slide1 n.
Skip this Video
Loading SlideShow in 5 Seconds..
Gross Domestic Product By: Mrs. Erin Cervi PowerPoint Presentation
Download Presentation
Gross Domestic Product By: Mrs. Erin Cervi

Loading in 2 Seconds...

play fullscreen
1 / 9

Gross Domestic Product By: Mrs. Erin Cervi - PowerPoint PPT Presentation

Download Presentation
Gross Domestic Product By: Mrs. Erin Cervi
An Image/Link below is provided (as is) to download presentation

Download Policy: Content on the Website is provided to you AS IS for your information and personal use and may not be sold / licensed / shared on other websites without getting consent from its author. While downloading, if for some reason you are not able to download a presentation, the publisher may have deleted the file from their server.

- - - - - - - - - - - - - - - - - - - - - - - - - - - E N D - - - - - - - - - - - - - - - - - - - - - - - - - - -
Presentation Transcript

  1. Gross Domestic Product By: Mrs. Erin Cervi

  2. Gross Domestic Product G= Gross- TOTAL D= Domestic- Made in a country P= Product- Production of a final good/service during a specific period of time. (GDP) measures our nations (and others around the world) total economic performance It is an economic indicator! 1991 U.S. gov’t switched from GNP to GDP GNP: included production of all U.S. resident’s no matter where they were located WE WANTED TO KNOW WHAT WAS GOING ON IN OUR COUNTRY! Bureau of Economic Analysis (BEA): Calculate the GDP in the U.S.

  3. Counted Toward GDP NOT Counted Toward GDP • Intermediate goods (NO DOUBLE COUNTING) • Old goods/resale goods (already counted before) • U.S. companies abroad • Financial assets (stocks, bonds, CDs) • Non-market activity • unpaid labor/do-it-yourself projects, finding own home, buying own stocks, volunteer work • under the table transactions b/c no record of transaction (babysitting) • Public transfer payments (SS, Medicaid, unemployment) • Private transfer payments (gift of money) • only final goods and services (C, I,G, (X-M)) • New (produced that year) • Capital resources count if they are NEW • Domestically produced • Foreign companies w/in U.S. borders • Commissions (broker fees, real estate agent fees) • Inventories (produced, just not sold)

  4. Gross Domestic Product (GDP) • GDP is measured by totaling money spent on four categories. • GDP= C+I+G+ (X-M)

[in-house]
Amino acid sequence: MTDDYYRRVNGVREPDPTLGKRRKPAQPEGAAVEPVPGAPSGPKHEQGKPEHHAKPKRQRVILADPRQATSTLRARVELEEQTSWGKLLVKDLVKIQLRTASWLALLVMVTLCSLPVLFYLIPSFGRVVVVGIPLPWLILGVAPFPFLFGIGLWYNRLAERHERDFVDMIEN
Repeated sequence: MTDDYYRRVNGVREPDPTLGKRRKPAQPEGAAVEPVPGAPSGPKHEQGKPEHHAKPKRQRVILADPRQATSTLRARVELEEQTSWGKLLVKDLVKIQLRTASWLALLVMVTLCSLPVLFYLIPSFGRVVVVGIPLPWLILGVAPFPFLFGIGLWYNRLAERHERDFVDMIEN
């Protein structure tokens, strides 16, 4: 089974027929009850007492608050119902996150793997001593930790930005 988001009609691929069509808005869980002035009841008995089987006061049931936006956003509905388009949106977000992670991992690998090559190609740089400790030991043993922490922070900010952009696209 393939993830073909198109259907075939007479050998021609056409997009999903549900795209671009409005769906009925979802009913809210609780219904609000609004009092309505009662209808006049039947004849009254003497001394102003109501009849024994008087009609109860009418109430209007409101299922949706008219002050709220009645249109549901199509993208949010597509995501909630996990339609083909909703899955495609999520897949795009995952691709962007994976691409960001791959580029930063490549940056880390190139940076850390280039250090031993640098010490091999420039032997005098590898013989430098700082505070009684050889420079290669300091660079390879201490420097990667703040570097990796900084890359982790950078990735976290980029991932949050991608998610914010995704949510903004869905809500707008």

5. Productivity and Wages–the Big Disconnect Consumption • Definition: The spending by households on goods and services. • A new car, food, clothes, college tuition, sporting event, health insurance. • Makes up 2/3rds of GDP At the beginning of the 1980’s, just over 60% of the U.S. Gross Domestic Product was consumer spending. Today, consumer spending is close to 70% of GDP.

  6. Investment • Investment sometimes refers to the purchase of financial products, such stocks, bonds, or even gold, with the hope of making money in the future. • Regarding GDP, investment is defined as: purchases that contribute to the overall performance of an economy. • There are THREE things that count as investments • Spending by businesses on capital resources/machinery, factories, equipment, tools, computers, technology, new buildings. • Individuals buying a new house • INVENTORIES: A company's merchandise, raw materials, and finished and unfinished products which have not yet been sold.

  7. Government Spending • Definition: Spending by all levels of government on goods and services • Direct payment for goods/services • Military, roads, healthcare

  8. Net Exports • Definition: Spending by people outside the United States on US produced goods (exports, or X) • Minus spending by people in the United States on foreign goods and service (imports, or M) • (X-M) = Net Exports

  9. How is GDP an economic indicator? • When the GDP is rising, a national economy is growing. • If the U.S’s GDP increases 3-5% each year =optimal b/c we are growing at a healthy, sustainable rate (a rate that can be kept up). • When GDP increases 2% and below it is considered to have a sluggish/declining economy. • Even better indicator: real GDP per capita=real GDP/population